Top Five Favorites: Alphabet Toys

Many of the individuals I work with are emergent readers.  We work a lot on letters and letter sounds.  Teachers, parents, and I often use this section from the Bridge Rating Scale with our emergent readers to see what areas of alphabet and phonological/phonemic awareness we need to work on.

Here are the top five toys that I use the most when working on alphabet knowledge and some phonological/ phonemic awareness skills.

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Inclusive Dramatic Play Activity – Baby Doll with G-tube

In the next few weeks we’re going to be reading “Sometimes” by Rebecca Elliot.  Many of the students I work with have G-tubes and are in wheelchairs.  They also, unfortunately, spend time in the hospital.  This book is a great story for children with disabilities or their siblings. The main character, Clemmie, and her sibling talk about their time in the hospital and the things Clemmie sometimes has to do.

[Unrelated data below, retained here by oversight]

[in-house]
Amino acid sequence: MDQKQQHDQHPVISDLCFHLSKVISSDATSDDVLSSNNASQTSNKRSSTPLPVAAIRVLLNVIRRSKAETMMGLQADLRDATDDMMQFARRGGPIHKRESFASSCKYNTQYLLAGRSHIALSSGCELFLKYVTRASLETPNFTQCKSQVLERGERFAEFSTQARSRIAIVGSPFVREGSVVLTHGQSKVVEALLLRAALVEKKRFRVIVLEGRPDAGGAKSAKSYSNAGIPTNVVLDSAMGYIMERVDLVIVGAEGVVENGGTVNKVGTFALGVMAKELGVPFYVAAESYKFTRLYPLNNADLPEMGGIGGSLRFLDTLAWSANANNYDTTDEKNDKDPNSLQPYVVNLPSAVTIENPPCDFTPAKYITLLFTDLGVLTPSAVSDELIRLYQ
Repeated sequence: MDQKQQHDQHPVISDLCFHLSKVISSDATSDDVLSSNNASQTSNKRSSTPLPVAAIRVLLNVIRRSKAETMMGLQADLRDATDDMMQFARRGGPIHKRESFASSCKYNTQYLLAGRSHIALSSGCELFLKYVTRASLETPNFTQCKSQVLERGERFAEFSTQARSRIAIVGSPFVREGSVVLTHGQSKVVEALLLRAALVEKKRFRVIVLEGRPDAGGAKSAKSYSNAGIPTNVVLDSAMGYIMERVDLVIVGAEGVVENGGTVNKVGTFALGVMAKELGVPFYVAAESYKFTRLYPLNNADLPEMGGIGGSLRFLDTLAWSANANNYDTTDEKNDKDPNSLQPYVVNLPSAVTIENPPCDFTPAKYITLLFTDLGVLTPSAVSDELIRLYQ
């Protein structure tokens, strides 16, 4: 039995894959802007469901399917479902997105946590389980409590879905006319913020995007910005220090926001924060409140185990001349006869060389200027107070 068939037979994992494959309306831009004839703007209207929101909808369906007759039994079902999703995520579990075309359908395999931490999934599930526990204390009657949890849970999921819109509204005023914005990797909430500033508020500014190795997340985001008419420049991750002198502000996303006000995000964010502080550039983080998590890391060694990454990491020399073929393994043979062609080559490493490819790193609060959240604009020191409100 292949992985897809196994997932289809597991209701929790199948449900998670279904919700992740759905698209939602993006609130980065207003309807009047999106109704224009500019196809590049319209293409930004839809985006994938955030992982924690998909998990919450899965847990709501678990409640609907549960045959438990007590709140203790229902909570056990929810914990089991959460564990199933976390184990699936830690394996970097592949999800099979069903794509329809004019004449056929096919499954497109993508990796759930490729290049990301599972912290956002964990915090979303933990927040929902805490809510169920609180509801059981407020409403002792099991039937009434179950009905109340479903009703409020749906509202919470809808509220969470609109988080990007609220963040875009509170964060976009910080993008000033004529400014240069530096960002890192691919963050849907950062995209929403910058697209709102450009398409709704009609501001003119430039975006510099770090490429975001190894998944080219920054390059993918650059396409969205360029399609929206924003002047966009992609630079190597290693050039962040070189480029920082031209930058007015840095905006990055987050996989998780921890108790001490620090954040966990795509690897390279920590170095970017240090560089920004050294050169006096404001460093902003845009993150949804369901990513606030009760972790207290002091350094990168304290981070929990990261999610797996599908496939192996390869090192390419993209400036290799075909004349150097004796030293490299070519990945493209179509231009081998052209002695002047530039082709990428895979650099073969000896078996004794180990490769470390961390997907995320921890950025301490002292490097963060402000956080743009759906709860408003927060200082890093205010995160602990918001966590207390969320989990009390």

We’re going to be reading Sometimes using the format from the Tell Me Program. To learn more about how we use the Tell Me Program click here. You can download the visuals for Sometimes here to go along with our visuals book. If you own a copy of this book and would like a copy of the electronic adapted version, send an email to AmandaSoperSLP@gmail.com.  The adapted copy contains the pictures only, no text, with background clutter removed for our students with vision impairments.  We put each page on a light box or use the PowerPoint on an iPad.

In order to address the “dramatic play” aspect of The Tell Me Program, you can make your own G-tube doll using these materials.

  1. Exacto Knife
  2. Baby Alive Doll (This brand allows you to actually feed the doll. Just make sure you buy extra diapers!)
  3. Mickey Button & Feeding Tube/Extension Set (Amanda got this one by asking the school nurse.)
  4. Syringe

To insert the Mickey Button into the baby, simply make a small hole in the appropriate spot. Slowly make the hole bigger and test the button as you go, until it is the correct size.

Put the Mickey Button in and use the syringe to insert air into the button to inflate the balloon on the inside of the baby doll. Now you can feed the baby doll using water and the syringe!

Using the Tell Me Program in Your Classroom